Saturday, April 08, 2006

After the Storm

I've lived in the South on and off for the last 23 years, I've been through enough tornado seasons and severe weather to know when to worry and when to go to bed. My best friend's home was destroyed by a tornado when we were in high school and my mom and brother were almost killed by one when I was growing up. That time, it took my dad and I almost 6 hours to find them. We're veterans.

After all of that, I'm not sure I have ever been as concerned about the weather as I was yesterday and last night. For the better part of 8 hours we were bombarded by storms. Not one, not two, but so many individual storm cells that the weather men couldn't keep up. At one point they were tracking a tornado on the ground 10 miles from my house, headed straight towards us. No big deal, right? Wrong. At the same time there were reports of funnel clouds (by professional spotters) on the other three sides. We were literally surrounded. Did I mention it was dark and we couldn't see a thing??

I got The Brain dressed and mom and I got out emergency supplies and bags and got everything into the bathroom and we waited. The wind and rain were such that it sounded like the roof was going to peel off. Through it all we listened to the TV and radio broadcasting up to minute coverage of where the storms were.

It was the night that seemed like it would never end. But it did. We were sooooo fortunate! No real damage to speak of, and though there were several confirmed tornados in my city it appears that they never went below the tree line. While some areas lost power no nothing was really damaged. A big chunk of my city was taken out by a F-4 in 1989, that's the one that my mom and brother were in. Last night, one of the tornados eerily tracked the exact same path that the one in 1989 took. Listening to the radio was like traveling back in time into a nightmare.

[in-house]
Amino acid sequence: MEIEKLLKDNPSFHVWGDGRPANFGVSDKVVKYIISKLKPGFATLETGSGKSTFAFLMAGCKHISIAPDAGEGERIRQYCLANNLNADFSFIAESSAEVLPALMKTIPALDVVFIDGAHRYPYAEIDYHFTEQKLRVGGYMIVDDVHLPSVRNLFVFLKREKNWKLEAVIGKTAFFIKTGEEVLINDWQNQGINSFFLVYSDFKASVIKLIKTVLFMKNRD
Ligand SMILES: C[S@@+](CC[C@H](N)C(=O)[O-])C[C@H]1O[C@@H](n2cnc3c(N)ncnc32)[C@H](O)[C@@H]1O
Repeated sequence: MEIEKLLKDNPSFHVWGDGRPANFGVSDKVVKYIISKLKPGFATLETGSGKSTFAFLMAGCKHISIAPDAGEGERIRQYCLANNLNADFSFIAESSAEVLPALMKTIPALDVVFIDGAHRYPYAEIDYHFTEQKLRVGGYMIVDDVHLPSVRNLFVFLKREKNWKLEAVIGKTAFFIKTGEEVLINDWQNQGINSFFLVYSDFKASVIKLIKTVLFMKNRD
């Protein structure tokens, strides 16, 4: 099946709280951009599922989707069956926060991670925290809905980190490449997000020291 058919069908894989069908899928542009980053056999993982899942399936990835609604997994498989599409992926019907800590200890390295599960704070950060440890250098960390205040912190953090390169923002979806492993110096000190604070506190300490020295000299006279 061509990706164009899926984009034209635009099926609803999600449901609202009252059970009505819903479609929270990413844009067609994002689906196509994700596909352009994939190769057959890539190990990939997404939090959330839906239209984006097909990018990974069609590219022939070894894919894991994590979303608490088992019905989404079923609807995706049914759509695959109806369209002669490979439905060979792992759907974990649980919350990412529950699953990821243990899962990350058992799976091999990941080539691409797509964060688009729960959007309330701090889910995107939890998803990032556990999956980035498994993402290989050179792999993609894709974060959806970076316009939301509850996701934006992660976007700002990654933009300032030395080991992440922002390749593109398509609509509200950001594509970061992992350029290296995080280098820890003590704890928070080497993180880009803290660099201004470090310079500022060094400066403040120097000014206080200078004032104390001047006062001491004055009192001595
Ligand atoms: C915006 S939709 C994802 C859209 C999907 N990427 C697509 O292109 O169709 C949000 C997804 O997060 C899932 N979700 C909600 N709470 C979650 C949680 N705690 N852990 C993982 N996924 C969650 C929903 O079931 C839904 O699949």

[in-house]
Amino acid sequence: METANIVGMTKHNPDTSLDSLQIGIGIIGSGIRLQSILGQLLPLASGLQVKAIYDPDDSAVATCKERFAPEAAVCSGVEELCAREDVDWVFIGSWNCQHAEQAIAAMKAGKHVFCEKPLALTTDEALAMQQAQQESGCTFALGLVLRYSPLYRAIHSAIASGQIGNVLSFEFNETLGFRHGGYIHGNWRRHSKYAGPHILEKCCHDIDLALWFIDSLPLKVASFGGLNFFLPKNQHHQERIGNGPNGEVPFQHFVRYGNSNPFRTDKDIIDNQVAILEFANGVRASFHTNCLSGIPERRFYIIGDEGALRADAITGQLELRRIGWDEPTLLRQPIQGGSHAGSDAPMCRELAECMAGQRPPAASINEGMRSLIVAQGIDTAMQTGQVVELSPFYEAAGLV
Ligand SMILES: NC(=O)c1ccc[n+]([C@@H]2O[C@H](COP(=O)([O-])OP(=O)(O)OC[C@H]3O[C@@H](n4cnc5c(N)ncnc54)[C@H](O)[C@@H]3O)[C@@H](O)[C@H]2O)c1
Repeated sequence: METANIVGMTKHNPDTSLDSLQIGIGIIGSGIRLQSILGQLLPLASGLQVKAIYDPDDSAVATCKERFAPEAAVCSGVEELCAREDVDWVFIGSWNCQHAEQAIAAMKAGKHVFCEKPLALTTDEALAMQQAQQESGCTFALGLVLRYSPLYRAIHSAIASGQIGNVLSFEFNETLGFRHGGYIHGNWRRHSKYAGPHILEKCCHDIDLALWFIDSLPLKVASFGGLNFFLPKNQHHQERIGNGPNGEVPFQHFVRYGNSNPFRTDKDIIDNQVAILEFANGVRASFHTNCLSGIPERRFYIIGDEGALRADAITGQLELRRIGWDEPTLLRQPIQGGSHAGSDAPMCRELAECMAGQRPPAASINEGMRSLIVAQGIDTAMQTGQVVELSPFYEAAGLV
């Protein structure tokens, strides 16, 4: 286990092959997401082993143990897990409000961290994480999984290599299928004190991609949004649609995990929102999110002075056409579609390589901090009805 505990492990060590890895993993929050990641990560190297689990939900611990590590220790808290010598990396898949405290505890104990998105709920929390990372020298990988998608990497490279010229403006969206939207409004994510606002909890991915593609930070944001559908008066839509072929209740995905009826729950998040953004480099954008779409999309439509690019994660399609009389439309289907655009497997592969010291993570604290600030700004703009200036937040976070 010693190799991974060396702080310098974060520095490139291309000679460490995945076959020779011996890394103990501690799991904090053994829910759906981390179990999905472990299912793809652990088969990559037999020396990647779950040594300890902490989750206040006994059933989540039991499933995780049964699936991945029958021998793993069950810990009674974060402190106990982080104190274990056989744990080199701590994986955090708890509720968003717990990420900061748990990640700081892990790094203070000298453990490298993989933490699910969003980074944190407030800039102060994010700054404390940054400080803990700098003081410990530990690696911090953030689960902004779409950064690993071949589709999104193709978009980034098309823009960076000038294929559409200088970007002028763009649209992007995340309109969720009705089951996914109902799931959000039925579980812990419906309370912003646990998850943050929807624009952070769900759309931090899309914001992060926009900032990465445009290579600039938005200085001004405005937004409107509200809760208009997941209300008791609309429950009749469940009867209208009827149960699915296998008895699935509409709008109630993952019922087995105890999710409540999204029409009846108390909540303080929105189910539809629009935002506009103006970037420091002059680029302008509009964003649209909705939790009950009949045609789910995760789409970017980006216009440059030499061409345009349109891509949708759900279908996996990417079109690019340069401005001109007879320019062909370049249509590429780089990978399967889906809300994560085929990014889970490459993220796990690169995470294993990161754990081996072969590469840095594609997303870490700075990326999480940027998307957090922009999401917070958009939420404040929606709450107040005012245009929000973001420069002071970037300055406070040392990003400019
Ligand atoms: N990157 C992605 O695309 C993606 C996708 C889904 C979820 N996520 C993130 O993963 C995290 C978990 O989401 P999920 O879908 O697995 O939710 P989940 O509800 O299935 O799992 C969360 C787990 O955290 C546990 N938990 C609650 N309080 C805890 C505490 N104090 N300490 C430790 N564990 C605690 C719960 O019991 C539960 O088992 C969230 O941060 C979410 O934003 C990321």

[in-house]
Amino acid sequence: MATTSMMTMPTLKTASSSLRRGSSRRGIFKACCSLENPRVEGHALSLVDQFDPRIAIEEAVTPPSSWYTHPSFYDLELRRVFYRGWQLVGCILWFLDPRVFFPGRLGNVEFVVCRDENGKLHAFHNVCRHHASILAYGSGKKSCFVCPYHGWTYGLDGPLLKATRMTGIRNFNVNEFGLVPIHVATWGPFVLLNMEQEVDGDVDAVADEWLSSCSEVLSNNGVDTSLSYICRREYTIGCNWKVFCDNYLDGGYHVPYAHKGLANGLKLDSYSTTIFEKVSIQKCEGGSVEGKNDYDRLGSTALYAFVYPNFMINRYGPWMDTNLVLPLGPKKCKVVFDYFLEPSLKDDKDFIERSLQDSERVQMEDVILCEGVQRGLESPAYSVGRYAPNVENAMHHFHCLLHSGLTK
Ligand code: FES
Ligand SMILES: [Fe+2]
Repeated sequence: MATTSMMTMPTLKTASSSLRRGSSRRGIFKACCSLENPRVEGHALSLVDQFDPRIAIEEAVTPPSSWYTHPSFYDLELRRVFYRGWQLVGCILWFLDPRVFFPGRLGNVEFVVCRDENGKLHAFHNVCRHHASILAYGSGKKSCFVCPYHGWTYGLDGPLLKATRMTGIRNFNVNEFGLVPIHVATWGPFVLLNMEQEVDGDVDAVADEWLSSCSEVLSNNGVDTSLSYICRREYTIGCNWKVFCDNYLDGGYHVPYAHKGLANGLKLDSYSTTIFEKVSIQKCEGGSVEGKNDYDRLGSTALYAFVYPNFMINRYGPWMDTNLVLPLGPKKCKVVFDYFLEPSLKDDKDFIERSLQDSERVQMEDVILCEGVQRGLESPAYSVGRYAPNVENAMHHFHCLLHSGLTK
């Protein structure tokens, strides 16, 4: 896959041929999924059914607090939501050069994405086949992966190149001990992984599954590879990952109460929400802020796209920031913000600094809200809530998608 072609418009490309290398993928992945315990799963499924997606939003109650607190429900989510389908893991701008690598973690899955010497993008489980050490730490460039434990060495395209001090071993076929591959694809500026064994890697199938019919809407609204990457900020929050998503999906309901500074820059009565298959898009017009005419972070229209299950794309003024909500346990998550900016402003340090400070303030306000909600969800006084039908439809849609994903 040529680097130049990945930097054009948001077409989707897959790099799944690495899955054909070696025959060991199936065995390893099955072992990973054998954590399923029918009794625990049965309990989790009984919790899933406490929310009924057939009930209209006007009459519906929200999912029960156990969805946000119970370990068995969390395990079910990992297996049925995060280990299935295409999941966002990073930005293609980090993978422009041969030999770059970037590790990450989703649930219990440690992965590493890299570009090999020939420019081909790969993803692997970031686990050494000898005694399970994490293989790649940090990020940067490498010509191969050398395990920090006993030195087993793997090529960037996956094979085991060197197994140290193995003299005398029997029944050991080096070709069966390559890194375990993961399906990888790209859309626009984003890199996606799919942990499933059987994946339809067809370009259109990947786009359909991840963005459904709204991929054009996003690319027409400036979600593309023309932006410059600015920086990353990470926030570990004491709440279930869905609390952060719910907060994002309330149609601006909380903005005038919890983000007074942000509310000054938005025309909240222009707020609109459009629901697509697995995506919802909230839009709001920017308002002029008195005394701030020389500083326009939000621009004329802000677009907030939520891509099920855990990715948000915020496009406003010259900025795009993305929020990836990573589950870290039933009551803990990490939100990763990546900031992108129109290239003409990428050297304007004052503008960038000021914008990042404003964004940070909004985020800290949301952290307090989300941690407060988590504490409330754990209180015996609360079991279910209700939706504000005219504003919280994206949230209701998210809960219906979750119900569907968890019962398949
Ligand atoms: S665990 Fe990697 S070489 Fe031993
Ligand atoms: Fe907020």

I am including several pictures that were taken last night and posted on one of the local sites here. I am only including pictures taken in my city to give you some idea of what we were dealing with last night.

Say a special prayer for all of those families that were not so fortunate yesterday. Tennessee was hit hard and loved ones were lost. It's easy to forget that.


This picture was taken off one of our downtown parking garages right as the first storm began entering the city.




Pictures of the wall cloud as the second wave of storms came in. The closer the storms came the darker it got. These pictures were all taken within about 30 minutes of each other. People around here know that when you see a wall cloud that looks like this you take cover.


And then it got dark.






Like I said, it was a long night.
When it's dark you have to rely on lightning to show you what's going on. It's scary.
We were so lucky!

3 Comments:

Blogger Laurie said...

OMG - that is SCARY!!!!!!!

Did you take those pictures??? Just looking at them scared the beejeezus outta me, because I have never seen clouds like that in person... and if I did, I would be running, not taking pics!!!

And here I am, complaining about the weather in Michigan today. I will shut up now.

Sooooo glad to hear that you're ok and didn't get hit.

Wow.

12:19 AM  
Blogger Shelli said...

That looks terrifying! I am glad you were safe.

9:13 AM  
Blogger Andria said...

Thanks! No, I didn't personally take these picutures but I could have. Like I said, all of these pictures were taken very close to where I live.

11:01 PM  

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